Resident Labor Force participation rate rose for the third successive year to a new high of 67 percent in 2014, driven by ongoing increases of women residents. Employment rate rose to a new high as more women got into the labor force amid a tight labor market and low unemployment as a whole. Rise in employment rate of women is a reflection of how good the economy is doing.
Today, the Singaporean woman is often viewed as equal to her male counterpart. There are many women doctors, lawyers, bankers, entrepreneurs, office workers and legislators in Singapore. On the contrary, some women are not equally paid as males for the same job similar to the United States and other countries. Women are also underrepresented at senior management levels. Nonetheless, Singapore has been doing fairly well in insuring that more women are being employed in the workforce. Some solutions presented to ensure more female employment include companies being more open-minded, consultative and creative in considering alternative work plans specifically targeted at female work-life balance.
According to the United Nation’s International Labor Organization, there are about 72 percent of women in the labor force in Vietnam, which also means that a lot more Vietnamese women have jobs then most of the other countries around the globe. However, gender gap has expanded in Vietnam where the labor force participation of women still stands high in the world.
Women in Vietnam make up a large part of the Vietnamese workforce. Women are a part of every industry in this country. However, like Singapore and most other countries, women make less than their male counterparts. Even with these obstacles women in Vietnam are staying strong and continuing to hold and succeed in important jobs. This speaks volume about Vietnam’s economy.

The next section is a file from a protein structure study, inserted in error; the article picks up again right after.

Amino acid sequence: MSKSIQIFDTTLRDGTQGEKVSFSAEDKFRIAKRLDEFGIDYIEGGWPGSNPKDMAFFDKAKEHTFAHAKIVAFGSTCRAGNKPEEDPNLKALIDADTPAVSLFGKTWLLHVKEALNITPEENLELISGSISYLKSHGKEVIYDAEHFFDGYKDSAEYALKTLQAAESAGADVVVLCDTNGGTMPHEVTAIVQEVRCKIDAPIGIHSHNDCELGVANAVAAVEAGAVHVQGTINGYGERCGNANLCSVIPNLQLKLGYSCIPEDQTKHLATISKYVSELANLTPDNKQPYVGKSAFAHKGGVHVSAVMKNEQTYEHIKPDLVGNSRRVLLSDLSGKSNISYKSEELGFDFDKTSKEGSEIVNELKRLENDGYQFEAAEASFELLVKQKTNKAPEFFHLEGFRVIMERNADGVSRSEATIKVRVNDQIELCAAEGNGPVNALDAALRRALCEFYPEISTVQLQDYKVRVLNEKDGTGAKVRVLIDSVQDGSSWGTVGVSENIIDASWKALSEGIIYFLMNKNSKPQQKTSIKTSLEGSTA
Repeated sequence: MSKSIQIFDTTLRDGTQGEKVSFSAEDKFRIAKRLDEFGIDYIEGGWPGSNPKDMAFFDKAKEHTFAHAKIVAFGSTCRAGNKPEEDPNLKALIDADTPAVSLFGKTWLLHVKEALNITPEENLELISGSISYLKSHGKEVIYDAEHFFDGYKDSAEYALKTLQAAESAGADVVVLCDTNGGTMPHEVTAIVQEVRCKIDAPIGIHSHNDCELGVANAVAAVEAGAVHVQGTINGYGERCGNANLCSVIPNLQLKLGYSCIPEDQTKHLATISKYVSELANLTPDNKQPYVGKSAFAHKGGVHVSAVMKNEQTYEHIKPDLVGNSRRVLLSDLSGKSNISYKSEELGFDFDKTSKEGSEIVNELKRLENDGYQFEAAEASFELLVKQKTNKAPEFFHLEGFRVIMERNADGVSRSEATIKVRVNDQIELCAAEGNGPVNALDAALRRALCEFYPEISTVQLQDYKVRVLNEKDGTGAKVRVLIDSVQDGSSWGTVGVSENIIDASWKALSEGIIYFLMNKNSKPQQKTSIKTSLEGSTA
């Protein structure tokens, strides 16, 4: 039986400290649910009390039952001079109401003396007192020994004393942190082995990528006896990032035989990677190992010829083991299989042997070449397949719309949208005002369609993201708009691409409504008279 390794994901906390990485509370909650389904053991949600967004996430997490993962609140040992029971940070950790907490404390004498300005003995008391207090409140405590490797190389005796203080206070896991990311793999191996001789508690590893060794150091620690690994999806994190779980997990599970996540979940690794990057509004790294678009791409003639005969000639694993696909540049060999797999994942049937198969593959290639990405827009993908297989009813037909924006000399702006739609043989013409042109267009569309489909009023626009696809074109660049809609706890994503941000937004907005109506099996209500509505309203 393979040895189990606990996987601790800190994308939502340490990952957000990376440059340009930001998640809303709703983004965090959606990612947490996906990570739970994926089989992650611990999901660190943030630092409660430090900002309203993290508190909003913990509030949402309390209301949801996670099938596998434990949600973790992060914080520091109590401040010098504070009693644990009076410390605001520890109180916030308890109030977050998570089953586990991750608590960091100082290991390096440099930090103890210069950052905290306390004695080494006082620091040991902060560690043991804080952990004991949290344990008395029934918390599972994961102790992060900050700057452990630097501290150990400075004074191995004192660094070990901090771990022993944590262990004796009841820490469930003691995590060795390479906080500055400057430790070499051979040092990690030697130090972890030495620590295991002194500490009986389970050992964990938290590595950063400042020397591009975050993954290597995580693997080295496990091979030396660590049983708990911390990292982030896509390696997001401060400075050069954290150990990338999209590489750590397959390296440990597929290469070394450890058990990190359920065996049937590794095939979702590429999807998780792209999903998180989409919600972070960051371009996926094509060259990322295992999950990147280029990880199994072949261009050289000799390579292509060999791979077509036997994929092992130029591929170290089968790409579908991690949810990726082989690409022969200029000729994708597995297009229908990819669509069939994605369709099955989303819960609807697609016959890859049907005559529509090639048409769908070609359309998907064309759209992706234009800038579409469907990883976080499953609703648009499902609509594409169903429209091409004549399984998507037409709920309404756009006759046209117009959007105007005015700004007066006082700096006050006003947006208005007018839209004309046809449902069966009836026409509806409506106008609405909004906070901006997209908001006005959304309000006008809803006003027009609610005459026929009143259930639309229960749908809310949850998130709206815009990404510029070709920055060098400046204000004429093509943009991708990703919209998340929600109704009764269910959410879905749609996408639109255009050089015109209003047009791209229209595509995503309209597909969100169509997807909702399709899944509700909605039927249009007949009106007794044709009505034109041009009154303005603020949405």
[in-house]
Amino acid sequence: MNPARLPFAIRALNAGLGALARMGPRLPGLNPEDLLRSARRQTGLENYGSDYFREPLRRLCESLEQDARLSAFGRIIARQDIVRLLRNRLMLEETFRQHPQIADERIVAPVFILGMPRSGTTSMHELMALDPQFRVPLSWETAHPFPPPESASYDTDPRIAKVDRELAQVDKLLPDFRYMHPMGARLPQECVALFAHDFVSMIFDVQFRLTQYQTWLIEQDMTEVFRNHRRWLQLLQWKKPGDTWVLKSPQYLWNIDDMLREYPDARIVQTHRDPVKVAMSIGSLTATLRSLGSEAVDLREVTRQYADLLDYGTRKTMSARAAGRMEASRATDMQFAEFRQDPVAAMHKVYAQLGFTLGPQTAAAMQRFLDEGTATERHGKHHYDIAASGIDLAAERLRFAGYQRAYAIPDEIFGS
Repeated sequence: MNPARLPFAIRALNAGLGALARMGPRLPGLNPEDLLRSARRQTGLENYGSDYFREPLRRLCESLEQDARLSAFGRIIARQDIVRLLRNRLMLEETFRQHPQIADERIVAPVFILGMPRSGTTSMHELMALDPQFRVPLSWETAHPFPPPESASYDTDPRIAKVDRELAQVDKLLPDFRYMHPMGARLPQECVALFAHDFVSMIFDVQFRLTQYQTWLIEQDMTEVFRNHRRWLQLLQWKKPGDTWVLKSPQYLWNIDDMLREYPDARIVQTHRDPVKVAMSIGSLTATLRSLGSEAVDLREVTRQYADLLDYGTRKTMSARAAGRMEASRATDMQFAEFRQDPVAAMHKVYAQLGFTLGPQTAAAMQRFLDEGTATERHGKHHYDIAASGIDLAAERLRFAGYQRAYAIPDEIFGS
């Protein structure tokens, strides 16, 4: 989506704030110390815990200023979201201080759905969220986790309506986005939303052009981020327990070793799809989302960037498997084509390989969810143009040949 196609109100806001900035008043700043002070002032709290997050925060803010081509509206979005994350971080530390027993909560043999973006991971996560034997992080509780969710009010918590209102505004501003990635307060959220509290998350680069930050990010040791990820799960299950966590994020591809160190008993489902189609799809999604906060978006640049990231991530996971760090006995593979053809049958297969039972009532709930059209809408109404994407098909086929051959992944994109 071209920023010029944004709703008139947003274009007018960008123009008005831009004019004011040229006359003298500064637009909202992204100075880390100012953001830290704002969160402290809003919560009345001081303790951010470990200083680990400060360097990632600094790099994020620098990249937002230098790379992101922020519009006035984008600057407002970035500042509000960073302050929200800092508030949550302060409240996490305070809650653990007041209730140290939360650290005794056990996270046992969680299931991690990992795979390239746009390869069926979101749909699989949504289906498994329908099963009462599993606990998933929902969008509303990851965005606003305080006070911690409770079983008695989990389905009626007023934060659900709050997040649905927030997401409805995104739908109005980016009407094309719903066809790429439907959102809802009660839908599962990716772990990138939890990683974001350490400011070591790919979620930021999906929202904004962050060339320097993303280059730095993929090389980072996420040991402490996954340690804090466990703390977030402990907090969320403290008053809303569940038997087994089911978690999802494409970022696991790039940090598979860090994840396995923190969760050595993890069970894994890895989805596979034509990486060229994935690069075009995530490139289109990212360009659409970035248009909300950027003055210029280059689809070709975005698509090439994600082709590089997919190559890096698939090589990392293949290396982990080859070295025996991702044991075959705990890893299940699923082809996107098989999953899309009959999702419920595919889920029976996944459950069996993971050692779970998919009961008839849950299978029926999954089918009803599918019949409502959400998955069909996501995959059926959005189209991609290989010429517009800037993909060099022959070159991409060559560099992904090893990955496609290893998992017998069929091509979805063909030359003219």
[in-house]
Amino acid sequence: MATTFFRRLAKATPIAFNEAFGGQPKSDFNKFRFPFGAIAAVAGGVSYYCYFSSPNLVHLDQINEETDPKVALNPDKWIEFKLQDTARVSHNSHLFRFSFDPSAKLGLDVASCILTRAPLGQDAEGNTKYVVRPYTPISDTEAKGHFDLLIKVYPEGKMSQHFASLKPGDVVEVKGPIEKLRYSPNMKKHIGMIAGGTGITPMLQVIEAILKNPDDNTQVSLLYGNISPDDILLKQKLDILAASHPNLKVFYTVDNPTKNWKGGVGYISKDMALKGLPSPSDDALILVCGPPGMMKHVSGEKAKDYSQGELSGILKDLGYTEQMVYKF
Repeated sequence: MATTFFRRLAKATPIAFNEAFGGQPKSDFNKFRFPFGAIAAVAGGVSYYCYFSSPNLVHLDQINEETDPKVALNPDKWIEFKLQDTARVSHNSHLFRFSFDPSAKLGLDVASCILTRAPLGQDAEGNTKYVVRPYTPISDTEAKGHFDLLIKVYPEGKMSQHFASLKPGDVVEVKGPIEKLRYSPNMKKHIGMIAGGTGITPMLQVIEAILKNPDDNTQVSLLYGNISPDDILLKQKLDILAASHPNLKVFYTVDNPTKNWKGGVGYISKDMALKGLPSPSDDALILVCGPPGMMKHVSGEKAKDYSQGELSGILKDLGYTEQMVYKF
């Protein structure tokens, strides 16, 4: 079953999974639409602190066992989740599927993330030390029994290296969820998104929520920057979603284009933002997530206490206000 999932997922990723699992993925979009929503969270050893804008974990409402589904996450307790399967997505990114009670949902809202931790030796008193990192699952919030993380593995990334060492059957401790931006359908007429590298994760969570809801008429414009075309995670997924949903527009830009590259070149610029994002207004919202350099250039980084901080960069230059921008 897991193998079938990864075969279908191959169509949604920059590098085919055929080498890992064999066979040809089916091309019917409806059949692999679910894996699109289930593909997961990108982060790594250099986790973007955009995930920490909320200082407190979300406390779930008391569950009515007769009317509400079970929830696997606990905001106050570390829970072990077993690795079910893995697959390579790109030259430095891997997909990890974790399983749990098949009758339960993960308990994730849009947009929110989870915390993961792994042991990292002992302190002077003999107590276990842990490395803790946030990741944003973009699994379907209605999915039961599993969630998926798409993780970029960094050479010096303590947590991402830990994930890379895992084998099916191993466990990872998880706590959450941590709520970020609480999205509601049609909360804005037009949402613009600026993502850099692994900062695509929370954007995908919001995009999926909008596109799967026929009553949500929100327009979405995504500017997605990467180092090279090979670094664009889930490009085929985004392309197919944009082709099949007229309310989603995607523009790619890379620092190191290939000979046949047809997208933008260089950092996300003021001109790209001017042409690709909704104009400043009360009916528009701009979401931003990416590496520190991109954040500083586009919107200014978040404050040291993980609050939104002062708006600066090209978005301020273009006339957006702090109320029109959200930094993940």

What does Improved Female Employment mean for International Companies?
Female employment has the power to enhance a company’s relations with the local community and with other business partners. This can help companies when conducting their business activities. Usha Rao-Monari, Director of International Finance Corporation (IFC) Sustainable Business Advisory stated, “Women’s participation is critical to meet the demand for skilled labor in emerging markets. Investing in women’s employment is a win-win for all, strengthening both companies and community and changing the face of the global economy”.
As a result, hiring more women can enhance a company’s workforce by making sure it is representative of its customer base and it can provide more insights into consumer preferences. Thus, understanding women’s penetration in the labor force is a key insight which decision makers must not overlook when selecting an investment destination in ASEAN. – Felicia Romain
About Asia Briefing